By Nick Kuzmack (DJ Nix Beat)
This was a weekend like no other. Weirdsville/Dirty Water presented Londoners with the superb talents of Fryd Chikin, The Bucky Rage and The Jackets. For those uninitiated, travelling to Nambucca for this evening’s entertainment required the sheer determination to brave a night of temperatures dropping to bone chilling levels. Luckily, for the devout rock n’ rollers that lurk in the shadows, this club is constantly home to music that warms the soul… and drinks to dull the senses.
Like many gigs in London, this event lured a diverse crowd, representing multiple nationalities, that had come to speak the universal language of sinful sounds and nitty gritty beat inspired garage rock. Since Dirty Water sponsors the show, rock n’ roll merch was not in short supply. Like The Bucky Rage and The Jackets, Dirty Water came with their own healthy array of records. After some perusing it took a tremendous amount restraint not to take them up on their buy three 7” records for £12 deal.
Unfortunately, due to to self-preservation and breaking bread with Fryd Chikin – I regretfully missed most of the beginning of his act, as a result of wrapping up our tardy food bill. Upon re-entering Nambucca, I managed to catch a glimpse of the golden and tremendous spectacle of his set. I’m told I missed out on a great show, so I’ll be sure to skip the KFC next time and go for some authentic Fryd Chikin.
The changeover between Fryd Chikin and The Bucky Rage seems to have happened in the blink of an eye. Almost as quickly as a single track from a record. Sporting luchador masks The Bucky Rage took to the stage in front of an excited crowd. Their vocalist set the tone for the performance by telling the audience “I’ve got your addresses and I don’t mind fucking shit up.” These guys boast a heavy no-frills, hippy annihilating rock n’ roll sound. It’s catchy mover and stomper kind of stuff and invokes a nod toward music found within the grooves on the Back From The Grave compilations. The Bucky Rage are quite the sight live, and a must see act.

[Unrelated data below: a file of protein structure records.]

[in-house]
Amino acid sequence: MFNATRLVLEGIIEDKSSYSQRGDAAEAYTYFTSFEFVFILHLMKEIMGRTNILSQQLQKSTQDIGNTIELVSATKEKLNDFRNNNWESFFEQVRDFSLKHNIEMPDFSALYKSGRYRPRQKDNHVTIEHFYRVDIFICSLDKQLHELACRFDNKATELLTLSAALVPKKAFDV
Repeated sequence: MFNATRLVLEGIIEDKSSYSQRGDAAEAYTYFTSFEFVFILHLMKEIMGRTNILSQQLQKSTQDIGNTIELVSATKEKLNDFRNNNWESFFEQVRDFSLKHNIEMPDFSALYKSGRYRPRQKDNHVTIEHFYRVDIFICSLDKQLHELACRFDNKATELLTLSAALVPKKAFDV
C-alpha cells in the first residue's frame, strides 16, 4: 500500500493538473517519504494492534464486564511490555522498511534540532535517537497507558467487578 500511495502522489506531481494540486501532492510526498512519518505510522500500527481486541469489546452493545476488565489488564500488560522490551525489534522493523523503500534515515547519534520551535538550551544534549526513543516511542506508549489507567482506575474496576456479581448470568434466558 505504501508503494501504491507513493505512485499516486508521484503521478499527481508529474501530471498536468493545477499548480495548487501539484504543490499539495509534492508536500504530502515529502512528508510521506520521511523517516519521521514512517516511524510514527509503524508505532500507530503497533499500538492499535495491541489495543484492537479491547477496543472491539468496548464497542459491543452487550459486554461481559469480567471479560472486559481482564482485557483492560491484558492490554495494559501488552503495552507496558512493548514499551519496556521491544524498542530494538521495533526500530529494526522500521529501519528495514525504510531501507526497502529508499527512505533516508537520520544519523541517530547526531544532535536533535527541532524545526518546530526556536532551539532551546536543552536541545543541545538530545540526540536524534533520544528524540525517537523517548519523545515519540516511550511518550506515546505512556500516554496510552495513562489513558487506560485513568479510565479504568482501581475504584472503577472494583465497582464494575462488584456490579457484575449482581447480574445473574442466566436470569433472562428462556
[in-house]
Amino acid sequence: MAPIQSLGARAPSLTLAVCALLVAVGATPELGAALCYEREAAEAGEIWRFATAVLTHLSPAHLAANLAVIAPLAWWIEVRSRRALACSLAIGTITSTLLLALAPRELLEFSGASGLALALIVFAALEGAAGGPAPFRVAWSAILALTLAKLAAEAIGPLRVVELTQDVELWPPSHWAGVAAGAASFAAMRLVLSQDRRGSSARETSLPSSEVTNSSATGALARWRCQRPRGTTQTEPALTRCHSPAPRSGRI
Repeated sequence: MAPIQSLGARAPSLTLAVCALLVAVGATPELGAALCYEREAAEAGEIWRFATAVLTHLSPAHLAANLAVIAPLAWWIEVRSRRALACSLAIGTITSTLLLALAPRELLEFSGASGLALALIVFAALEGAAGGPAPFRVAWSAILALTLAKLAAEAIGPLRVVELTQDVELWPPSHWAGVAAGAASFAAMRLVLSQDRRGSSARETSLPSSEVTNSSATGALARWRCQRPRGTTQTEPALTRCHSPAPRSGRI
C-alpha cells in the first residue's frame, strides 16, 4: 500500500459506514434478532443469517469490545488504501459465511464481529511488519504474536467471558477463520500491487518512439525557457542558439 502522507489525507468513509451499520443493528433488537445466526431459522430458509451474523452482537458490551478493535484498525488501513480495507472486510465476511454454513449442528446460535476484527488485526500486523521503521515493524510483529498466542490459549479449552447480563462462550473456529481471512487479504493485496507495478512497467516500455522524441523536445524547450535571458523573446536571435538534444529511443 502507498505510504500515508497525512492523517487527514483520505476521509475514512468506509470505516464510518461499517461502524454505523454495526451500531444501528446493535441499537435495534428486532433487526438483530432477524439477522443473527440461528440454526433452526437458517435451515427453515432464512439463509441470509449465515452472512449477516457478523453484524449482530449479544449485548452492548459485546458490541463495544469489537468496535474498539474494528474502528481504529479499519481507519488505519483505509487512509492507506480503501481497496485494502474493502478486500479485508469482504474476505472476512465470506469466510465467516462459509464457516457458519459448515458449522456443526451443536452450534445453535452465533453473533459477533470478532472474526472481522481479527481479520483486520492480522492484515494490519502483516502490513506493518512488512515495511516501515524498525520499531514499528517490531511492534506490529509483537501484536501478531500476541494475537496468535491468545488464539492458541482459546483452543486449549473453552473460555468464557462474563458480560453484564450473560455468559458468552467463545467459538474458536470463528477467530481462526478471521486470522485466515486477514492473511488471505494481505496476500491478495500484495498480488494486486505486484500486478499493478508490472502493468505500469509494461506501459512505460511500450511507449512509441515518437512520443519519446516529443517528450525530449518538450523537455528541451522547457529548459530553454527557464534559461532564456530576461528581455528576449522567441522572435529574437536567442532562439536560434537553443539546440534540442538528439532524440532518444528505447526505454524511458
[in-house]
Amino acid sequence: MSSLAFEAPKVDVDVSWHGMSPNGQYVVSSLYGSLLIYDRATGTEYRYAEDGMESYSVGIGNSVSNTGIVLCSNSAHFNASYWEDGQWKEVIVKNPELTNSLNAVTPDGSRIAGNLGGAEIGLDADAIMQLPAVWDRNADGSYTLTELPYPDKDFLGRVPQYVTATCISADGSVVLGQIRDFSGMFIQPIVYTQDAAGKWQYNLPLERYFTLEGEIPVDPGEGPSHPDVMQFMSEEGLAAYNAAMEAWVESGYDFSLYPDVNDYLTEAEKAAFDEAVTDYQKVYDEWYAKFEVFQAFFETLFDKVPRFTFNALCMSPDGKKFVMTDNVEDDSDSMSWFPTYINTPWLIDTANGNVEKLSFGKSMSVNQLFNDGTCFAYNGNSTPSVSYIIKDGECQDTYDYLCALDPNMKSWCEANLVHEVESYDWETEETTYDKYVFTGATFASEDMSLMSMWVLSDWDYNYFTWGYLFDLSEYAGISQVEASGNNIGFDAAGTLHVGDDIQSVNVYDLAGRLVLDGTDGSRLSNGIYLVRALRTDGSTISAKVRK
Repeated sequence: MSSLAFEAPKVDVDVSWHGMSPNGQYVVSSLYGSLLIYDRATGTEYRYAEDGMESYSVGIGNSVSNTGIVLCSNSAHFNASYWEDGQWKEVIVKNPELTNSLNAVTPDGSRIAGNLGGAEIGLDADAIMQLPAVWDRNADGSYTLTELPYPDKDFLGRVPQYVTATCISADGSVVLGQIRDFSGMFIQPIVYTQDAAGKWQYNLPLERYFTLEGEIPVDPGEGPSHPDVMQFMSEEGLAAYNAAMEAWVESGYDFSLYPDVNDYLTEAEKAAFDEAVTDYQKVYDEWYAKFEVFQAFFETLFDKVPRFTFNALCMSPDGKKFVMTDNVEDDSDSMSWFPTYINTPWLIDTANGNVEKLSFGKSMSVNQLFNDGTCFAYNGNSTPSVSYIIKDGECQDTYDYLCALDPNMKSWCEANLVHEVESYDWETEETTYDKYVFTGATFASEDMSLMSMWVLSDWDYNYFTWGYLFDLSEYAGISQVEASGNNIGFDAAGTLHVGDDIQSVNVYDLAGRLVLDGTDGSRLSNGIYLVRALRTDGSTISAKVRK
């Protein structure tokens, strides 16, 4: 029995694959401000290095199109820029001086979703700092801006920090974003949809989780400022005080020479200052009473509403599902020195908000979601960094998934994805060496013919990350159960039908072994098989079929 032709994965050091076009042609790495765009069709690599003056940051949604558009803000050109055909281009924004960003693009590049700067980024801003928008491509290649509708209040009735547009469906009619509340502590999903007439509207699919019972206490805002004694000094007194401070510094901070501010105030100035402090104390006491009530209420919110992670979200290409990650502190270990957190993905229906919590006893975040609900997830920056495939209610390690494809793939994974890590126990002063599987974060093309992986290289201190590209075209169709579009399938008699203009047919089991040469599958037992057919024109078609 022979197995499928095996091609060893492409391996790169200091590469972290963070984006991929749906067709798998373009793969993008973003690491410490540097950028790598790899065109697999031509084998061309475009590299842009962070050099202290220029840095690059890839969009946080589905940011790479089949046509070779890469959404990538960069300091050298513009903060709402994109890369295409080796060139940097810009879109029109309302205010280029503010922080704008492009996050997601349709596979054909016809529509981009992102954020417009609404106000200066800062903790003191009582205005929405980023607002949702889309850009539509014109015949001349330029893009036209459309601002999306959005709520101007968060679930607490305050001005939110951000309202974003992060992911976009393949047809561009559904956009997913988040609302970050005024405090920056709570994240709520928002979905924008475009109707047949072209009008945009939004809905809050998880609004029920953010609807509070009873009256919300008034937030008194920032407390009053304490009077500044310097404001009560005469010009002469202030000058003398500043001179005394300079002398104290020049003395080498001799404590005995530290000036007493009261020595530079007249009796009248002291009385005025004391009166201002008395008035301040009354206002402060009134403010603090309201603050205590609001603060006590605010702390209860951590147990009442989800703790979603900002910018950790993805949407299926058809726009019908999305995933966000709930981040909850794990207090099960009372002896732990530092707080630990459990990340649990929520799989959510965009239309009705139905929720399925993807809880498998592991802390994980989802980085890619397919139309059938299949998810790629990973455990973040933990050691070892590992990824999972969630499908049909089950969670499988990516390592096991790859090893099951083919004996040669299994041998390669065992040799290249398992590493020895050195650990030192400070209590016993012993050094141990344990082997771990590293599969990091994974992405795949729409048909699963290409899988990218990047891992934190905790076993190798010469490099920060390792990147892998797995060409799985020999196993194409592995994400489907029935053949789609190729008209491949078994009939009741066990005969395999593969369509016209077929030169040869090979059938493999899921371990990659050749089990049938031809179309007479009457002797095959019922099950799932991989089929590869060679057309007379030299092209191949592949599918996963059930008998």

After a long intermission, The Jackets open up their set with ‘Keep Yourself Alive.’ Heavy fuzz and snarling riffs define this garage rocker set. They are instantly charismatic and waste no time in energizing their audience into jumping about in violent spasms. Guitarist and vocalist Jackie Brutsche fuels this display by prowling around the stage and seemingly bewitching her audience with growls and groans worthy of admiration from the late Screamin’ Jay Hawkins. It’s playful, yet primitive and is heightened by songs like ‘Be Myself,’ ‘Wasting My Time’ and ‘Wheels of Time’ – which is dedicated to The Schizophonics who managed to attend the show after playing earlier in the night with Rocket From The Crypt at The Electric Ballroom.
The Jackets are really something else. They capture a sound that is instantly recognizable, but not subject to the weight and limits of nostalgia. Songs like ‘Freak Out’ (my personal favourite) evoke the idea of rock n’ roll being fun and dangerous again. They make it raw and then refine it into garage rock for a new age of Beatle boot sporting outlaws. The Jackets conclude their set by playing their last note in harmony with the first note of the DJ’s following track.
Although the bands are done for the evening, the DJ’s spin garage and psych floor fillers for the rest of the night. Tracks like The Cherry Slush’s ‘I Cannot Stop You’ electrify the air and motivate the folks to shake and shimmy across the dance floor. The party finishes at about 3am, when the lights glow on. At which point venturing back into the cold becomes a necessity to find further festivities elsewhere.